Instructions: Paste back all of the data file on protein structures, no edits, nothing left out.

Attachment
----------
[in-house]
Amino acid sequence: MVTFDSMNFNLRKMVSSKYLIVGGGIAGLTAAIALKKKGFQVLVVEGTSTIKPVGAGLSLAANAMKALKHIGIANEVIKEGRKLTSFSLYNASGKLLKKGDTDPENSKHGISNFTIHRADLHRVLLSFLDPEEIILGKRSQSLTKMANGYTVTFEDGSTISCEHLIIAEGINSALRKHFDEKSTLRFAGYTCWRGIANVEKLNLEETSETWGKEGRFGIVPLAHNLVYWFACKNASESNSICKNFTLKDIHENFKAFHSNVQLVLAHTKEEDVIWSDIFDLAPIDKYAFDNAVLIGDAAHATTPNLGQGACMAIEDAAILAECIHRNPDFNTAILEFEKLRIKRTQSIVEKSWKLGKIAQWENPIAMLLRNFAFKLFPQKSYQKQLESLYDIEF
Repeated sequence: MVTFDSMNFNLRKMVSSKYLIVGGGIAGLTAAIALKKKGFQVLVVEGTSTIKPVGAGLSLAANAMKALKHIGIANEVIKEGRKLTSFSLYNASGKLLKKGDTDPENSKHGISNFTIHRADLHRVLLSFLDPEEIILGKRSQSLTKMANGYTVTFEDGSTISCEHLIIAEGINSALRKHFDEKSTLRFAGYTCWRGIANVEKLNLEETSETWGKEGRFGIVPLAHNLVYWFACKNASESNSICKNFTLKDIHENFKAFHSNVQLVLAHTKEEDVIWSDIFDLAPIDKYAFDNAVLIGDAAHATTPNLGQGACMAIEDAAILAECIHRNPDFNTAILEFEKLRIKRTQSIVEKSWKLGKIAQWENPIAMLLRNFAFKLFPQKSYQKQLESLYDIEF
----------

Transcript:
[in-house]
Amino acid sequence: MVTFDSMNFNLRKMVSSKYLIVGGGIAGLTAAIALKKKGFQVLVVEGTSTIKPVGAGLSLAANAMKALKHIGIANEVIKEGRKLTSFSLYNASGKLLKKGDTDPENSKHGISNFTIHRADLHRVLLSFLDPEEIILGKRSQSLTKMANGYTVTFEDGSTISCEHLIIAEGINSALRKHFDEKSTLRFAGYTCWRGIANVEKLNLEETSETWGKEGRFGIVPLAHNLVYWFACKNASESNSICKNFTLKDIHENFKAFHSNVQLVLAHTKEEDVIWSDIFDLAPIDKYAFDNAVLIGDAAHATTPNLGQGACMAIEDAAILAECIHRNPDFNTAILEFEKLRIKRTQSIVEKSWKLGKIAQWENPIAMLLRNFAFKLFPQKSYQKQLESLYDIEF
Repeated sequence: MVTFDSMNFNLRKMVSSKYLIVGGGIAGLTAAIALKKKGFQVLVVEGTSTIKPVGAGLSLAANAMKALKHIGIANEVIKEGRKLTSFSLYNASGKLLKKGDTDPENSKHGISNFTIHRADLHRVLLSFLDPEEIILGKRSQSLTKMANGYTVTFEDGSTISCEHLIIAEGINSALRKHFDEKSTLRFAGYTCWRGIANVEKLNLEETSETWGKEGRFGIVPLAHNLVYWFACKNASESNSICKNFTLKDIHENFKAFHSNVQLVLAHTKEEDVIWSDIFDLAPIDKYAFDNAVLIGDAAHATTPNLGQGACMAIEDAAILAECIHRNPDFNTAILEFEKLRIKRTQSIVEKSWKLGKIAQWENPIAMLLRNFAFKLFPQKSYQKQLESLYDIEF